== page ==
KPMG Advises Against Online Gambling Tax Increase

 KPMG Advises Against Online Gambling Tax Increase

The UK government said in its 2012 Budget that it intends to apply a 15 percent tax on the online gambling sector on a point of consumption basis as of December 2014, but this move will probably not achieve its aims.

A study conducted by KPMG recommends a 10% tax because a 15% tax could put companies out of business.

“Rather than undertake a comprehensive review of the tax regime, the Treasury has made minor changes to the current regime and has merely focused instead on extending its application to operators in other jurisdictions who transact with British residents,” KPMG said.

Clive Hawkswood, Chief Executive of the Remote Gambling Association (RGA) commented: “It is vitally important that the Government does not repeat past mistakes. It needs instead to set rates of remote gaming and betting taxation that give operators a realistic chance of being competitive in what is an inherently international market.”

Should a tax increase come into effect, many online gambling firms will be forced to operate in the grey market. KPMG said that after a shift to the grey market it would be impossible to bring operators back by reducing the tax rate.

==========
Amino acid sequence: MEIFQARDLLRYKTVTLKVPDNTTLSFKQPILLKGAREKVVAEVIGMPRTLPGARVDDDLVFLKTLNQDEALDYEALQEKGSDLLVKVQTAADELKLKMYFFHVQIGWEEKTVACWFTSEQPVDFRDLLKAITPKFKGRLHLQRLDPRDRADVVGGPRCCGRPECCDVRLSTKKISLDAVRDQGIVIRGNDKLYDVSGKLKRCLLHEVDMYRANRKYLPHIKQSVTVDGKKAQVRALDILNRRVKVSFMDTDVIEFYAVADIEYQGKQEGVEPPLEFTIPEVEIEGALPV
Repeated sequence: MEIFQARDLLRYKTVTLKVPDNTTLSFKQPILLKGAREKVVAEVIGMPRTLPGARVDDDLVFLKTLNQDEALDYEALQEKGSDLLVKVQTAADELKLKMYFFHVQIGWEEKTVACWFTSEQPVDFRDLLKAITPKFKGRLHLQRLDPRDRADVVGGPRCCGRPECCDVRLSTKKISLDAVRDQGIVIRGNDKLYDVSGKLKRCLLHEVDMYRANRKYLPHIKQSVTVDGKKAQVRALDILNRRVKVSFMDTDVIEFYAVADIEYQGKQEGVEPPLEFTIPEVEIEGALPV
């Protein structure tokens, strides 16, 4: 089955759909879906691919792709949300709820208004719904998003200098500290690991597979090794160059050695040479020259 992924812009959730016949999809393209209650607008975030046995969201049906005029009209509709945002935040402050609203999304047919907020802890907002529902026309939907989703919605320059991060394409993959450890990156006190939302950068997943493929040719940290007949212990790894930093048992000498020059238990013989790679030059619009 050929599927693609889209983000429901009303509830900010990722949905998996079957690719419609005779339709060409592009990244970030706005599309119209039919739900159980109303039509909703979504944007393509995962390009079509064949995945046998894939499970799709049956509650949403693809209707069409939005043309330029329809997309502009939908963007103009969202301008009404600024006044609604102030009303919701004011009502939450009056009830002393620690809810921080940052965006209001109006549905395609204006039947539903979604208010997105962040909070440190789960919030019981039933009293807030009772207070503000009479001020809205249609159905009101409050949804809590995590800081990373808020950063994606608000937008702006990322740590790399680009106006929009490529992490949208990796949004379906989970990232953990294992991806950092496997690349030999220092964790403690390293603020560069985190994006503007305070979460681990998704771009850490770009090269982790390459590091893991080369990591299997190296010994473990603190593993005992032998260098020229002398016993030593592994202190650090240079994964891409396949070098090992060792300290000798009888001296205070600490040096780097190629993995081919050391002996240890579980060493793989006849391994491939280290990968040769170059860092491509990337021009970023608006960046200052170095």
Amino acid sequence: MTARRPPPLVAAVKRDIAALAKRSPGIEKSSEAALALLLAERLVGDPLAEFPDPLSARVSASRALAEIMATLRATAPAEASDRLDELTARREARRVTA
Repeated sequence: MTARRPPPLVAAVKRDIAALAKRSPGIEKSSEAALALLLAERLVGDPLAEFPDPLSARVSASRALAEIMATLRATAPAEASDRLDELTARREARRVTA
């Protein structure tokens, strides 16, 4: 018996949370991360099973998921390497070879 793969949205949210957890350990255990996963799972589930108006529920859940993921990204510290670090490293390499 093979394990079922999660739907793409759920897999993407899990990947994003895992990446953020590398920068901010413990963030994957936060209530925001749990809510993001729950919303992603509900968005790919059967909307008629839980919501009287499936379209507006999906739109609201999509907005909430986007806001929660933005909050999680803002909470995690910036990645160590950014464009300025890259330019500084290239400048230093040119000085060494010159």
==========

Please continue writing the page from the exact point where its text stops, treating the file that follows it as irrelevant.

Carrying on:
The online gambling sector in the UK and its protectorates is the success story of the online gambling industry. There is fear that an increase in tax would jeopardise the industry’s potential further success.

“The online gambling industry is a UK success story and already contributes significantly to UK Plc in terms of jobs, marketing spend and corporate taxes. We do not want to see the Government’s plans put these companies and their investments in jeopardy,” Clive Hawkswood, Chief Executive of the RGA said. “We argue strongly that any rate above 10 percent GPT is not sustainable in what is a very mature market where consumers already know what level of value and choice to expect.”


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